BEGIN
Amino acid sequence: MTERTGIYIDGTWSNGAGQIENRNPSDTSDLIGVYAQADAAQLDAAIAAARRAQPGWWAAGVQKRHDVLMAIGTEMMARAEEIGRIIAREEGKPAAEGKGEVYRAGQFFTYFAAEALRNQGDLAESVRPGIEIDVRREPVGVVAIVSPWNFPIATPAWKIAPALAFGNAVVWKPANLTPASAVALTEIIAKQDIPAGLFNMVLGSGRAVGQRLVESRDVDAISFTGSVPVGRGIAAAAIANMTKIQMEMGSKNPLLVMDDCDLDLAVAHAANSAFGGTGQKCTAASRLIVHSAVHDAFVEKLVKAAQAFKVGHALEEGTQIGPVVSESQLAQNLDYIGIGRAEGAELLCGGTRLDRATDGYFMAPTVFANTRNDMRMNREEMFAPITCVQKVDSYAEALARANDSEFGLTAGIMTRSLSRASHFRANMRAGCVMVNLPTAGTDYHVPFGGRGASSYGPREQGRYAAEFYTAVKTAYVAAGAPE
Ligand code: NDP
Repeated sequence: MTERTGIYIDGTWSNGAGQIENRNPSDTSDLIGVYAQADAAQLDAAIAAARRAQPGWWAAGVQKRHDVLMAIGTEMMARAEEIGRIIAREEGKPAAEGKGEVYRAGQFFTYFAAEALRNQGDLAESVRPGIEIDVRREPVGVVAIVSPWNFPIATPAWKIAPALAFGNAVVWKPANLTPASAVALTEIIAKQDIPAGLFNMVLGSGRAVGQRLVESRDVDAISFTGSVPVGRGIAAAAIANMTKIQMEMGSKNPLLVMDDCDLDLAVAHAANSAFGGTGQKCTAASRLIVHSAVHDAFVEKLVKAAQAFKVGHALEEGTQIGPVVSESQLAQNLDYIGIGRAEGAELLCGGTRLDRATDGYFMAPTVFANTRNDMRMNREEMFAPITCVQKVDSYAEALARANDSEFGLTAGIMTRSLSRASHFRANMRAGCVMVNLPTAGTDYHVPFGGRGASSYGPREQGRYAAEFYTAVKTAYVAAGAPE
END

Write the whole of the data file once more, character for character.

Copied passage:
Amino acid sequence: MTERTGIYIDGTWSNGAGQIENRNPSDTSDLIGVYAQADAAQLDAAIAAARRAQPGWWAAGVQKRHDVLMAIGTEMMARAEEIGRIIAREEGKPAAEGKGEVYRAGQFFTYFAAEALRNQGDLAESVRPGIEIDVRREPVGVVAIVSPWNFPIATPAWKIAPALAFGNAVVWKPANLTPASAVALTEIIAKQDIPAGLFNMVLGSGRAVGQRLVESRDVDAISFTGSVPVGRGIAAAAIANMTKIQMEMGSKNPLLVMDDCDLDLAVAHAANSAFGGTGQKCTAASRLIVHSAVHDAFVEKLVKAAQAFKVGHALEEGTQIGPVVSESQLAQNLDYIGIGRAEGAELLCGGTRLDRATDGYFMAPTVFANTRNDMRMNREEMFAPITCVQKVDSYAEALARANDSEFGLTAGIMTRSLSRASHFRANMRAGCVMVNLPTAGTDYHVPFGGRGASSYGPREQGRYAAEFYTAVKTAYVAAGAPE
Ligand code: NDP
Repeated sequence: MTERTGIYIDGTWSNGAGQIENRNPSDTSDLIGVYAQADAAQLDAAIAAARRAQPGWWAAGVQKRHDVLMAIGTEMMARAEEIGRIIAREEGKPAAEGKGEVYRAGQFFTYFAAEALRNQGDLAESVRPGIEIDVRREPVGVVAIVSPWNFPIATPAWKIAPALAFGNAVVWKPANLTPASAVALTEIIAKQDIPAGLFNMVLGSGRAVGQRLVESRDVDAISFTGSVPVGRGIAAAAIANMTKIQMEMGSKNPLLVMDDCDLDLAVAHAANSAFGGTGQKCTAASRLIVHSAVHDAFVEKLVKAAQAFKVGHALEEGTQIGPVVSESQLAQNLDYIGIGRAEGAELLCGGTRLDRATDGYFMAPTVFANTRNDMRMNREEMFAPITCVQKVDSYAEALARANDSEFGLTAGIMTRSLSRASHFRANMRAGCVMVNLPTAGTDYHVPFGGRGASSYGPREQGRYAAEFYTAVKTAYVAAGAPE